One of the main characters in The Caretaker is the house. Everything about it … everything … is reminiscent of houses of my grandparents’ era. The woodwork, door hardware, curtains, furniture, attic, and even bed coverings exude a time that perfectly fits the story. The lighting and shot angels work to enhance the same feel, right down to the dust motes in the air. (At times, I swear I could smell my grandparent’s house!) Sometimes in a film crew, it’s hard to know where the credit goes, but Jesse Eisenhardt (Cinematography), Kristi Uribes (Production Design), Bryan Black (Set Decoration), and Brett Kreidberg (Costume Design, Birdie’s in particular) all deserve credit for jobs well done.
The acting also contributed to the effective storytelling within The Caretaker. Meegan Warner — who’s been busy with credits including TURN (2014-16), Scare Campaign (2016), and Veil (2016) – does an excellent job portraying the conflicts Mallorie is going through. Newcomer Sean Martini as August seems a little flip at times, but considering the situation, that could be interpreted as an effort to lighten Mallorie’s mood a bit. As irritating as his character is with his constant use of “babe” or “baby,” August does come through for Mallorie in the end. Sondra Kerr Blake is a standout as Birdie, who is in turn sweet, maniacal, or conspiratorial. Blake’s experience goes back to the 1960s and it’s great to see her back at it again. Her range is a great asset to the filmmakers.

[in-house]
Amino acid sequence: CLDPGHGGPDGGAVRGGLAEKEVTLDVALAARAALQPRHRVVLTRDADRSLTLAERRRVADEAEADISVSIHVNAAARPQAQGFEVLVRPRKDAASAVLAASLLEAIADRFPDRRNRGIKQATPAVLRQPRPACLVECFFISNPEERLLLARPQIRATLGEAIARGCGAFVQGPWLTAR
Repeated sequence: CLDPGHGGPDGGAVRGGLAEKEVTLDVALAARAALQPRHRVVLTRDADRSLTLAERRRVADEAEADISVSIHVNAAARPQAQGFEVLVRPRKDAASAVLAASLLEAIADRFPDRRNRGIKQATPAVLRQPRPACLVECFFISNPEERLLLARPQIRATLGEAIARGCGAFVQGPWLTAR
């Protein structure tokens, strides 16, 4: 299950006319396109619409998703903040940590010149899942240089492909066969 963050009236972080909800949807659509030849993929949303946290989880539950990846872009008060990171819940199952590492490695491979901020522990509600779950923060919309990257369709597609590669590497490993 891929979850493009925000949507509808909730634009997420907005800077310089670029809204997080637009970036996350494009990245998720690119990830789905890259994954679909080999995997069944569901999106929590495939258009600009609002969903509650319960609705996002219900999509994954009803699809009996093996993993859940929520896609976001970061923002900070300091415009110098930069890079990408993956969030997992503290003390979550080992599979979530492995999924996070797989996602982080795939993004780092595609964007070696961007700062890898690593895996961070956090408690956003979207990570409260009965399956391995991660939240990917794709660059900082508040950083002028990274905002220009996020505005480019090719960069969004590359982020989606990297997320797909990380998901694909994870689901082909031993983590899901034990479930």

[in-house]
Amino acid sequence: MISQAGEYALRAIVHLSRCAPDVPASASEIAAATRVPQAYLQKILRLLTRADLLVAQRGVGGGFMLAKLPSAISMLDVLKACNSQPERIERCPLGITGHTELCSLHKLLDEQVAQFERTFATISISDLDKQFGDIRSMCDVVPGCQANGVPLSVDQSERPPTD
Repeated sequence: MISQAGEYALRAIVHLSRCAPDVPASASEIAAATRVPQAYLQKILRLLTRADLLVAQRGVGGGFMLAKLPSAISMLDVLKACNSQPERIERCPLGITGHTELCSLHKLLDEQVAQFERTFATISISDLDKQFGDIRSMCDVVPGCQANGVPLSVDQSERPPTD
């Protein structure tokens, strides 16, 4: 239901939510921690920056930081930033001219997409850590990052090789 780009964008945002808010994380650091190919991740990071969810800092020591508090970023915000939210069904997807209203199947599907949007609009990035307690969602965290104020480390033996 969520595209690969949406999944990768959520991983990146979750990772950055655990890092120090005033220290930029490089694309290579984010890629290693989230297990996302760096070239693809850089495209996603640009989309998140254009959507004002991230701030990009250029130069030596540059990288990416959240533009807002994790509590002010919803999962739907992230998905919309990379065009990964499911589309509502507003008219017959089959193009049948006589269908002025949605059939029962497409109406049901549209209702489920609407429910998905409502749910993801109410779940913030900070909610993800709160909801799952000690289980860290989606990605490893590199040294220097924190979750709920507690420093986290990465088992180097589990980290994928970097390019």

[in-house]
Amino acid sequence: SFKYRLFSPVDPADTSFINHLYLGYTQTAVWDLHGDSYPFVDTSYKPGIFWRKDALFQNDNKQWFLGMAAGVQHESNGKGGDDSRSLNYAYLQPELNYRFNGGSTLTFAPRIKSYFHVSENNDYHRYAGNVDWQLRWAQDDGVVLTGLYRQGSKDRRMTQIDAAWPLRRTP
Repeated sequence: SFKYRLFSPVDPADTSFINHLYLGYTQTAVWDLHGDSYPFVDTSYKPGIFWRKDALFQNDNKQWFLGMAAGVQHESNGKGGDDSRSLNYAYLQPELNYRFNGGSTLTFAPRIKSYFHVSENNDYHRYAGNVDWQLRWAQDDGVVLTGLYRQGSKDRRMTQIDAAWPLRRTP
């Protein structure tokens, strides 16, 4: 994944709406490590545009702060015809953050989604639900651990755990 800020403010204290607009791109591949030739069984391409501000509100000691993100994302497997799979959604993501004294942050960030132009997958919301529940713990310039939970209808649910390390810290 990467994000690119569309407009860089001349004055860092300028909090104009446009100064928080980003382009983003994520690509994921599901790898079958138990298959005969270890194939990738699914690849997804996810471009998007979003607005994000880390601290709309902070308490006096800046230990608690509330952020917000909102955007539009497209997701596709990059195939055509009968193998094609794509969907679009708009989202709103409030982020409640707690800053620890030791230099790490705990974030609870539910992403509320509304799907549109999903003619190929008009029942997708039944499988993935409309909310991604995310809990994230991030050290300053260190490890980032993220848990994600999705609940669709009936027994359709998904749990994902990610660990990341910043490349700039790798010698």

Though he has what amounts to a small but key part, I wanted to mention Barry Jenner who plays Birdie’s husband, Rawdilly the clown. Though maybe not recognizable under Rawdilly’s clown makeup, Jenner’s credits include Admiral Ross on 12 episodes of Star Trek: Deep Space Nine (1997-99) and Dr. Jerry Kenderson on 25 episodes of Dallas (1984-86). Jenner also guested in a long list of TV series over the last few decades and is one of those actors you will instantly recognize but might not be able to come up with his name. Jenner died in August 2016 with The Caretaker being his last feature role. He will live on through his plentiful work onscreen and hopefully, a few more of us will now remember his name.
The Caretaker is one of those films where all the pieces fit nicely together — screenplay, direction, cinematography, sets, and acting. Even the recordings used and the original music by Darrell Raby work to enhance the mood and the tension of the film. The Caretaker is devoid of jump scares and methodically creates a slow-burn buildup of tension and frisson. In fact the closing scene makes use of an effective dolly zoom to raise the hairs on the back of your neck. The identification with familiar real life horrors, the possibility of supernatural influences, the house, and the music all combine to create a very unsettling experience, indeed. But that’s just me.
The Caretaker (4 / 5)